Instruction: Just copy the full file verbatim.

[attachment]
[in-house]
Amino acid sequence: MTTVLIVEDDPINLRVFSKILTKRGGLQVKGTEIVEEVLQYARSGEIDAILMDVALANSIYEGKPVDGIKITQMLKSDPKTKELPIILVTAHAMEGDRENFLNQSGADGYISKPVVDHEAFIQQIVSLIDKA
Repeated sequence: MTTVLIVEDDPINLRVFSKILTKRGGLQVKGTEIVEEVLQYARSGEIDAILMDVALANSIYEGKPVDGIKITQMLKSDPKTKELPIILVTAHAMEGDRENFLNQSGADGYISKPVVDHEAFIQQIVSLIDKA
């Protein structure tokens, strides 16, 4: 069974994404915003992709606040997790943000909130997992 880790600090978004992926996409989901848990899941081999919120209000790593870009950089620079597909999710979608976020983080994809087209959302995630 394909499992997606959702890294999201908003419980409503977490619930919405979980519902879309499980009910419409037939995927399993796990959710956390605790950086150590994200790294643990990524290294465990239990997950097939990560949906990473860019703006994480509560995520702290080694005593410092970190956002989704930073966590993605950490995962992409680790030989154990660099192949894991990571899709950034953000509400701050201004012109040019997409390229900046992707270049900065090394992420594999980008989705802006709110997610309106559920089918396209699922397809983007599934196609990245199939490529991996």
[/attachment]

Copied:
[in-house]
Amino acid sequence: MTTVLIVEDDPINLRVFSKILTKRGGLQVKGTEIVEEVLQYARSGEIDAILMDVALANSIYEGKPVDGIKITQMLKSDPKTKELPIILVTAHAMEGDRENFLNQSGADGYISKPVVDHEAFIQQIVSLIDKA
Repeated sequence: MTTVLIVEDDPINLRVFSKILTKRGGLQVKGTEIVEEVLQYARSGEIDAILMDVALANSIYEGKPVDGIKITQMLKSDPKTKELPIILVTAHAMEGDRENFLNQSGADGYISKPVVDHEAFIQQIVSLIDKA
């Protein structure tokens, strides 16, 4: 069974994404915003992709606040997790943000909130997992 880790600090978004992926996409989901848990899941081999919120209000790593870009950089620079597909999710979608976020983080994809087209959302995630 394909499992997606959702890294999201908003419980409503977490619930919405979980519902879309499980009910419409037939995927399993796990959710956390605790950086150590994200790294643990990524290294465990239990997950097939990560949906990473860019703006994480509560995520702290080694005593410092970190956002989704930073966590993605950490995962992409680790030989154990660099192949894991990571899709950034953000509400701050201004012109040019997409390229900046992707270049900065090394992420594999980008989705802006709110997610309106559920089918396209699922397809983007599934196609990245199939490529991996």